Last weekend, Rich coordinated an opportunity for Wayne to go out in the Strait of Georgia with Chris (the boat driver) and Mark (the postdoctoral researcher) on the 22-foot UBC research boat. At the same time, Rich would be coordinating the project from the Canadian Coast Guard offshore oceanographic science vessel called the Tully.

Smaller drift buoy.
The days work was to retrieve and deploy drift buoys. Dropped at the mouth of the Fraser River, they quickly move around with wind, tides and river water flowing out into the ocean. GPS, satellites, and cellular Internet make intricate tracking possible.

Transferring equipment alongside the Tully.
Wayne said coming along side the massive ship to transfer equipment was exciting and scary at the same time. A large crane lowered a sling down to the hovering UBC boat. The seas were choppy, but on the lee side of the ship it was much easier to stay close without colliding.

Meeting the Tully at sea.
Next month, a team is returning to Powell Lake for continued research. We'll hook up with them again to see what is happening below the waters of our home lake.

Thanks for visiting part of my world this week. For more great posts from Our World Tuesday, click here. -- Margy

Monday, September 22, 2014

TJ's Boat Tops

Fall is here and it's time to think about cooler evenings and wetter days. Last year we made a simple porch enclosure from greenhouse plastic so we could continue to enjoy our picnic table. With a propane heater, we ate outdoors most evenings. The problem was that we really couldn't see through the plastic all that well.

We decided to have a professional model made for this coming season. We went to TJ's Boat Tops in Powell River and had Todd Stanhope use our design to make us an enclosure out of outdoor rated cloth and high grade plastic. Here's the results.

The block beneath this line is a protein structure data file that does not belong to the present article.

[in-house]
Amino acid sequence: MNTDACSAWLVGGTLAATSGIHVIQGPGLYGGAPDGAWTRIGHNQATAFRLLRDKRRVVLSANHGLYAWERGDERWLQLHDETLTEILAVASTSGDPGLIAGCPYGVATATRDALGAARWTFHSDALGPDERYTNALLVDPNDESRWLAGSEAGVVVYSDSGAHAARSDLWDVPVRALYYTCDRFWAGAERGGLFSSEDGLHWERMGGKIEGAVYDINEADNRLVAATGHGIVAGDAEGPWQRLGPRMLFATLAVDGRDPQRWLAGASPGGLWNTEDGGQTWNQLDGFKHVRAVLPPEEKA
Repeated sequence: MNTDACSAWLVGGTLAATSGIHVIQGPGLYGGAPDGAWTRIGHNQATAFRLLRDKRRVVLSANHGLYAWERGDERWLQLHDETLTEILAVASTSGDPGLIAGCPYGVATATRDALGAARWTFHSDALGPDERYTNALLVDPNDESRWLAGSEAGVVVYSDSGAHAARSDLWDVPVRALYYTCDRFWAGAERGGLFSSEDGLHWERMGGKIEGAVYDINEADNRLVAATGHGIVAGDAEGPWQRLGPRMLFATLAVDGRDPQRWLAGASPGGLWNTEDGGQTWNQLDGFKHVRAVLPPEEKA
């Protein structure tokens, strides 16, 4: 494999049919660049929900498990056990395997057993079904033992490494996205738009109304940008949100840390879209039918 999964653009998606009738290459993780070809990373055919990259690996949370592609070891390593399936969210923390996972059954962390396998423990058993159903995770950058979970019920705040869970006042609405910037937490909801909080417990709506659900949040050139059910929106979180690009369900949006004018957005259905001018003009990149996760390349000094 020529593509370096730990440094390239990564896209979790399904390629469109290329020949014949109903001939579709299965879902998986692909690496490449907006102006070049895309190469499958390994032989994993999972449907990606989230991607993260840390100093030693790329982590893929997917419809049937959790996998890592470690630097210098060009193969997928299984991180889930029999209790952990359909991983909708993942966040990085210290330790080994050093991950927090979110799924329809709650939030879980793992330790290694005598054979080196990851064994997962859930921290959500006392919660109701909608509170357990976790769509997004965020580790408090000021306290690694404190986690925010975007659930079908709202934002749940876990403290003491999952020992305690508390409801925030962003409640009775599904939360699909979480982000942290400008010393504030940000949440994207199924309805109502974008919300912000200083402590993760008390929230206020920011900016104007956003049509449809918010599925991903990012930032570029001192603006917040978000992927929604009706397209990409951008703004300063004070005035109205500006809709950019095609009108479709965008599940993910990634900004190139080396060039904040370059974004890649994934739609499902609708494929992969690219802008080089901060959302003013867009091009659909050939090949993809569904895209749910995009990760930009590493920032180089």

We chose green to match our cabin trim. The two panels are easy to put up and take down if the wind starts to blow too strong.

Now when we sit at the table, we have a great view of the lake and Goat Island.

Todd does excellent work. If you need a boat top, something upholstered, or even a porch enclosure, give him a call to get your free estimate. -- Margy

TJ's Boat Tops
Todd Stanhope
4607 McLeod Road
Powell River, BC
(604) 414-4012

Sunday, September 21, 2014

Coming Soon: FREE Kindle E-book "Up the Inlet" on October 4

Each month I have special offers for my Kindle readers. Don't miss this exciting opportunity to get a free book about boating in Coastal British Columbia.

Click Here on October 4

for a FREE copy of
Up the Inlet

Description: Come boating up the inlets of coastal British Columbia, where the mountains drop into the sea, and lifestyles focus on self-assurance and a different sense of purpose. Follow along as we cruise northward from the Strait of Georgia, to Cortes and Quadra Islands, and beyond. More coastal cruising adventures beyond 'Up the Strait' and 'Farther Up the Strait.'  

Always free for Amazon kindleunlimited subscribers
or just $5.99 regular price.

Check here if you need a Kindle 
or free Kindle App.

If you enjoy the book, consider writing a review at
Happy reading! - Wayne

Saturday, September 20, 2014

Barn Swallow Fledglings

The skies around the cabin are quiet. There's nothing sadder than the "empty nest syndrome," even when the nest belongs to a family of Barn Swallows. The first batch of babies didn't make it, so in late July mom and dad Barn Swallow frantically made a new nest under our side porch right in view of our living room sofa.